As much as I would like to deny this has ever happened, I must admit is has. I like to think I am an “average guy” which means I am not unique on this aspect of life. And that means you have probably found yourself in the same situation…having done something incredibly hurtful, intentionally or unintentionally, to another person. We don’t want to, but we must, admit to ourselves that some days we are the raca or the moro in another person’s life. And that reality should humble us, and remind us to be gentle with the racas and moros who cross our life paths. And don’t forget: when we looked at the Lord’s Prayer two weeks ago, Jesus reminded us that forgiveness was foundational to the kingdom of heaven. I assume it foundational in getting off the murder trajectory as well.

Now if you have been following closely, you will realize I skipped two verses: 23 and 24. And these verses are a subtle, but important, suggestion for how to get off the murder trajectory. On the face of it, Jesus’ advice looks simple: if you are going to worship and remember there may be “issues” between you and a “brother or sister” go home and take care of the conflict, the raca/moro “stuff,” and then go back to worship. We think, “Oh, our religious life with God should somehow connect to our lives with each other, and that is true. Jesus seems to be saying God isn’t especially interested in your worship if you are running around calling people names or giving people a reason to call you names.

But there is more to these verses than that. The context is making a sacrifice in Jerusalem…verse 23 says, “…when you are offering your gift at the alter….” But when Jesus said this he was in Galilee where he delivered the Sermon on the Mount. Jerusalem, where the temple is located, is a three day walk from Galilee. Essentially, Jesus’ advice looks something like this: after you spend three days walking to Jerusalem, once you have changed your money to purchase your sacrifice, and then you remember you have a bad attitude toward someone at home, just let your sacrifice there, spend three days walking home, work out a reconciliation, and then walk three days back to Jerusalem to make that sacrifice. Of course, this will actually take a week, because there will be a Sabbath in that time span and you can’t walk very far on the Sabbath. I am sure your sacrifice will be waiting for you.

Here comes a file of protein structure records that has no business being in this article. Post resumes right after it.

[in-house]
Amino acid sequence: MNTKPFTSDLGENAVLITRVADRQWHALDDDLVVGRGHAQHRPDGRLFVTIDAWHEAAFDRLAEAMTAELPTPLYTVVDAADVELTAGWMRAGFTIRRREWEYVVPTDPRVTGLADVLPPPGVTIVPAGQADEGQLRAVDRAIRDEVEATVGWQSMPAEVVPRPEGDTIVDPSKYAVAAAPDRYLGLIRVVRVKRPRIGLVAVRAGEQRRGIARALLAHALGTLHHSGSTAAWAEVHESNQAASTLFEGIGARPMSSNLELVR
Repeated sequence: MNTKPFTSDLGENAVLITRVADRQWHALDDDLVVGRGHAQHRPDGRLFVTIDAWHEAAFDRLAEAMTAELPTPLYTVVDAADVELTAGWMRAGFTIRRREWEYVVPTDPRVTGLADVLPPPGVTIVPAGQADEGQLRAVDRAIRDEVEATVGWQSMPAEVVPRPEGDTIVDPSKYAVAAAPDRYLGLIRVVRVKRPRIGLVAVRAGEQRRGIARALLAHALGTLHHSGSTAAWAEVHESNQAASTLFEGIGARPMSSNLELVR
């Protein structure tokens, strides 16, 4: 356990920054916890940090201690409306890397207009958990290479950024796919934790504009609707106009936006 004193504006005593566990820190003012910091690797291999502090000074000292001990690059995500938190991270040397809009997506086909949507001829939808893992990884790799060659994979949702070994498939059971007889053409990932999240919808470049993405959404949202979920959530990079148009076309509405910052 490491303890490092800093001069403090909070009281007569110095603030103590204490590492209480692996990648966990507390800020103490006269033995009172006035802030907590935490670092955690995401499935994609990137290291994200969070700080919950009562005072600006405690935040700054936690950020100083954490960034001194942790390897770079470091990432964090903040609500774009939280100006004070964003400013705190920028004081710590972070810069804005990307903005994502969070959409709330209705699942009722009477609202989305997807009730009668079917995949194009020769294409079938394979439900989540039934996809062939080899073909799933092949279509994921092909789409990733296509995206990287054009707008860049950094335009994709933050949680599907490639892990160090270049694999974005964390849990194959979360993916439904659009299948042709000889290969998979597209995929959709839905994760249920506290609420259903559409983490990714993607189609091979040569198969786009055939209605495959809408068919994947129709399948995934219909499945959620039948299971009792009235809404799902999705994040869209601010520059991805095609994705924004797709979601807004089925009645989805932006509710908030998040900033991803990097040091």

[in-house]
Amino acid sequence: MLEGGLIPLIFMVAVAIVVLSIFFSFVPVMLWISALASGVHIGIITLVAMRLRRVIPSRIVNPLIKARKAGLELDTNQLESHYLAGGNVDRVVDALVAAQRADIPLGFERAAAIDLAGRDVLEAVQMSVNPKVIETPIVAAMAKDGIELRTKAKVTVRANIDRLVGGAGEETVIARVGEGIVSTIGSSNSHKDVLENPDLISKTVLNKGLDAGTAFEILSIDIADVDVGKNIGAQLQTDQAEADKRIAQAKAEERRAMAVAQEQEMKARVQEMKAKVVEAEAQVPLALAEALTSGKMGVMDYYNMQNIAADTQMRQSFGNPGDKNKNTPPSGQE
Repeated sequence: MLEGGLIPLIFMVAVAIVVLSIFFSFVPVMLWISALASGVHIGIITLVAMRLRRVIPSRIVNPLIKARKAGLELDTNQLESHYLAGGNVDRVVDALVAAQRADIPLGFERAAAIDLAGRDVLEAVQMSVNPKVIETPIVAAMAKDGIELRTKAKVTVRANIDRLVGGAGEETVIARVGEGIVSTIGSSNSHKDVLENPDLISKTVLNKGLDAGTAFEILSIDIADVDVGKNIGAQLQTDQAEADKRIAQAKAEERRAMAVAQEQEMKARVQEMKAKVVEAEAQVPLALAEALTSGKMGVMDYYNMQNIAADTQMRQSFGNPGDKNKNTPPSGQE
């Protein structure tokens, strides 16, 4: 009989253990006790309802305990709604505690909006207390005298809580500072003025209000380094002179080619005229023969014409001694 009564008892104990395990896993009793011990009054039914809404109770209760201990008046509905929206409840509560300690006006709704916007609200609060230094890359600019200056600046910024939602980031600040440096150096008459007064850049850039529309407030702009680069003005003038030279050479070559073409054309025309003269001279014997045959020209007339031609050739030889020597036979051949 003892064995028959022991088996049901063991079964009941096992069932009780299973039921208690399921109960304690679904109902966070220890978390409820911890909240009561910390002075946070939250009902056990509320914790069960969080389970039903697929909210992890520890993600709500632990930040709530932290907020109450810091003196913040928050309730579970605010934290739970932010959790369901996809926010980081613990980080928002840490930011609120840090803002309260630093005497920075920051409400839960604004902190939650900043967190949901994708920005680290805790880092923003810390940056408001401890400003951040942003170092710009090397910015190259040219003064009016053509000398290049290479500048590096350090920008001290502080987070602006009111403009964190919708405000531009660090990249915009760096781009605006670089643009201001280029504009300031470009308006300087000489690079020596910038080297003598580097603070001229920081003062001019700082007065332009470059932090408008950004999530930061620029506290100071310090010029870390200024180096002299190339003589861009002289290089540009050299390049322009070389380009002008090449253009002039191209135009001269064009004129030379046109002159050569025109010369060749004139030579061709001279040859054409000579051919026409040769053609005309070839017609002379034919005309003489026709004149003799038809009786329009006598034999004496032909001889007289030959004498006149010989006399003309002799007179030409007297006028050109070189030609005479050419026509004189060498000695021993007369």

Admittedly, that advise is bizarre and overdrawn. I doubt Jesus expected anyone to do that. What he probably did expect was for people to be very careful about how they treated each other every day. And they certainly should never leave for Jerusalem without attempting to resolve conflict with fellow believers. In fact, his words at the beginning of verse 25 would reinforce this: “…Come to terms quickly with your accuser….” That expression looks like a legal term, doesn’t it, given the following context? It kinda looks like Jesus is suggesting we “settle out of court.” But the essence of the Greek text isn’t legal at all. In fact, Jesus is literally saying, “make friends with your accuser.” And that “make friends” advice also applies to the situation when you are tempted to accuse someone of being a raca or a moro. I suspect it is almost impossible to tell a friend that he or she is utterly and totally useless, and it is even more unlikely you will assassinate a friend’s character. Ultimately, working at being a friend to people is the first place where we get off the murder trajectory and on to the kingdom of heaven trajectory. Befriending people is one of the alternative hopes Jesus’ followers can offer to people who are unfamiliar with the kingdom of heaven.